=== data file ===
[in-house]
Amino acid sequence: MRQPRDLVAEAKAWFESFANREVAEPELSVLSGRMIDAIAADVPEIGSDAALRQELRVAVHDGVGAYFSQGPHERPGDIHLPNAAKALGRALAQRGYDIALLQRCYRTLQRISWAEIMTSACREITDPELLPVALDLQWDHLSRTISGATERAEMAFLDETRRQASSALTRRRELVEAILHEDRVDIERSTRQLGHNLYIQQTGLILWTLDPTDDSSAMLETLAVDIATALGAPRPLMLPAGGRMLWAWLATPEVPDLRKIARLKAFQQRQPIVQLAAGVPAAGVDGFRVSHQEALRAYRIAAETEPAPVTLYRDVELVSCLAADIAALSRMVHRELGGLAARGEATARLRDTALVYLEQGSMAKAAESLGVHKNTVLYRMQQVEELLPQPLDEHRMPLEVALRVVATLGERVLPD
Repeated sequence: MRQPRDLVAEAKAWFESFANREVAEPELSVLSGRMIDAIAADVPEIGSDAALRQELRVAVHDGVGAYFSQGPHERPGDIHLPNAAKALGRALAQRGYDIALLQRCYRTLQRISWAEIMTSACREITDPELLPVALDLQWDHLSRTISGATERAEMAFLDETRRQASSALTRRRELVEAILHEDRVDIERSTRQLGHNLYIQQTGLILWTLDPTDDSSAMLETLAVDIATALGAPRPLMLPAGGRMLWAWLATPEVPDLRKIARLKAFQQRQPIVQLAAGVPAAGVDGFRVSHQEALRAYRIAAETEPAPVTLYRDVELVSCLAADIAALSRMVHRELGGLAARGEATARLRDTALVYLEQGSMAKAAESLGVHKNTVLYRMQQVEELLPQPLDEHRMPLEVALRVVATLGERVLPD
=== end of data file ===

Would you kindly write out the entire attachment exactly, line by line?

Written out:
[in-house]
Amino acid sequence: MRQPRDLVAEAKAWFESFANREVAEPELSVLSGRMIDAIAADVPEIGSDAALRQELRVAVHDGVGAYFSQGPHERPGDIHLPNAAKALGRALAQRGYDIALLQRCYRTLQRISWAEIMTSACREITDPELLPVALDLQWDHLSRTISGATERAEMAFLDETRRQASSALTRRRELVEAILHEDRVDIERSTRQLGHNLYIQQTGLILWTLDPTDDSSAMLETLAVDIATALGAPRPLMLPAGGRMLWAWLATPEVPDLRKIARLKAFQQRQPIVQLAAGVPAAGVDGFRVSHQEALRAYRIAAETEPAPVTLYRDVELVSCLAADIAALSRMVHRELGGLAARGEATARLRDTALVYLEQGSMAKAAESLGVHKNTVLYRMQQVEELLPQPLDEHRMPLEVALRVVATLGERVLPD
Repeated sequence: MRQPRDLVAEAKAWFESFANREVAEPELSVLSGRMIDAIAADVPEIGSDAALRQELRVAVHDGVGAYFSQGPHERPGDIHLPNAAKALGRALAQRGYDIALLQRCYRTLQRISWAEIMTSACREITDPELLPVALDLQWDHLSRTISGATERAEMAFLDETRRQASSALTRRRELVEAILHEDRVDIERSTRQLGHNLYIQQTGLILWTLDPTDDSSAMLETLAVDIATALGAPRPLMLPAGGRMLWAWLATPEVPDLRKIARLKAFQQRQPIVQLAAGVPAAGVDGFRVSHQEALRAYRIAAETEPAPVTLYRDVELVSCLAADIAALSRMVHRELGGLAARGEATARLRDTALVYLEQGSMAKAAESLGVHKNTVLYRMQQVEELLPQPLDEHRMPLEVALRVVATLGERVLPD